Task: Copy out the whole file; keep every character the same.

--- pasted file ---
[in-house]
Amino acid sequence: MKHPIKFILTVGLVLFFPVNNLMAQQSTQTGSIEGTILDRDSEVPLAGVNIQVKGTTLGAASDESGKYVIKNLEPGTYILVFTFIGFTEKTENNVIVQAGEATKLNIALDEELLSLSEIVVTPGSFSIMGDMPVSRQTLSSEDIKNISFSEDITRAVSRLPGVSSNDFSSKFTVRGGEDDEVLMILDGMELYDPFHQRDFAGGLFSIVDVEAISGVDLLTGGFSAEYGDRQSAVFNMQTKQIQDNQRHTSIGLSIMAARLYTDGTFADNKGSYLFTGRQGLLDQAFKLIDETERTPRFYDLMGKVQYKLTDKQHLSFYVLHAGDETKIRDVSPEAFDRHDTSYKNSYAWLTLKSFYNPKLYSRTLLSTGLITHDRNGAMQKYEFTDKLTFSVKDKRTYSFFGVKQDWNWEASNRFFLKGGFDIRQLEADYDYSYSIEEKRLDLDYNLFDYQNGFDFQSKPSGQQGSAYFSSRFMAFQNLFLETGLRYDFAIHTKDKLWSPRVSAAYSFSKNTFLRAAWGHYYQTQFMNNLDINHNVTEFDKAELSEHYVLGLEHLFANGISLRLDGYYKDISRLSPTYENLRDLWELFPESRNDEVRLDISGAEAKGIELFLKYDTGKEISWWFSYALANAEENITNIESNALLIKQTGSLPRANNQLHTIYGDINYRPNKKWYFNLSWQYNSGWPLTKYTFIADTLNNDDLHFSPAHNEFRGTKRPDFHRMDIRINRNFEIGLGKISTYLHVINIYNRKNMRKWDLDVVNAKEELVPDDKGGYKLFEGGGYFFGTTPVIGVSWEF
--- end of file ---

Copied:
[in-house]
Amino acid sequence: MKHPIKFILTVGLVLFFPVNNLMAQQSTQTGSIEGTILDRDSEVPLAGVNIQVKGTTLGAASDESGKYVIKNLEPGTYILVFTFIGFTEKTENNVIVQAGEATKLNIALDEELLSLSEIVVTPGSFSIMGDMPVSRQTLSSEDIKNISFSEDITRAVSRLPGVSSNDFSSKFTVRGGEDDEVLMILDGMELYDPFHQRDFAGGLFSIVDVEAISGVDLLTGGFSAEYGDRQSAVFNMQTKQIQDNQRHTSIGLSIMAARLYTDGTFADNKGSYLFTGRQGLLDQAFKLIDETERTPRFYDLMGKVQYKLTDKQHLSFYVLHAGDETKIRDVSPEAFDRHDTSYKNSYAWLTLKSFYNPKLYSRTLLSTGLITHDRNGAMQKYEFTDKLTFSVKDKRTYSFFGVKQDWNWEASNRFFLKGGFDIRQLEADYDYSYSIEEKRLDLDYNLFDYQNGFDFQSKPSGQQGSAYFSSRFMAFQNLFLETGLRYDFAIHTKDKLWSPRVSAAYSFSKNTFLRAAWGHYYQTQFMNNLDINHNVTEFDKAELSEHYVLGLEHLFANGISLRLDGYYKDISRLSPTYENLRDLWELFPESRNDEVRLDISGAEAKGIELFLKYDTGKEISWWFSYALANAEENITNIESNALLIKQTGSLPRANNQLHTIYGDINYRPNKKWYFNLSWQYNSGWPLTKYTFIADTLNNDDLHFSPAHNEFRGTKRPDFHRMDIRINRNFEIGLGKISTYLHVINIYNRKNMRKWDLDVVNAKEELVPDDKGGYKLFEGGGYFFGTTPVIGVSWEF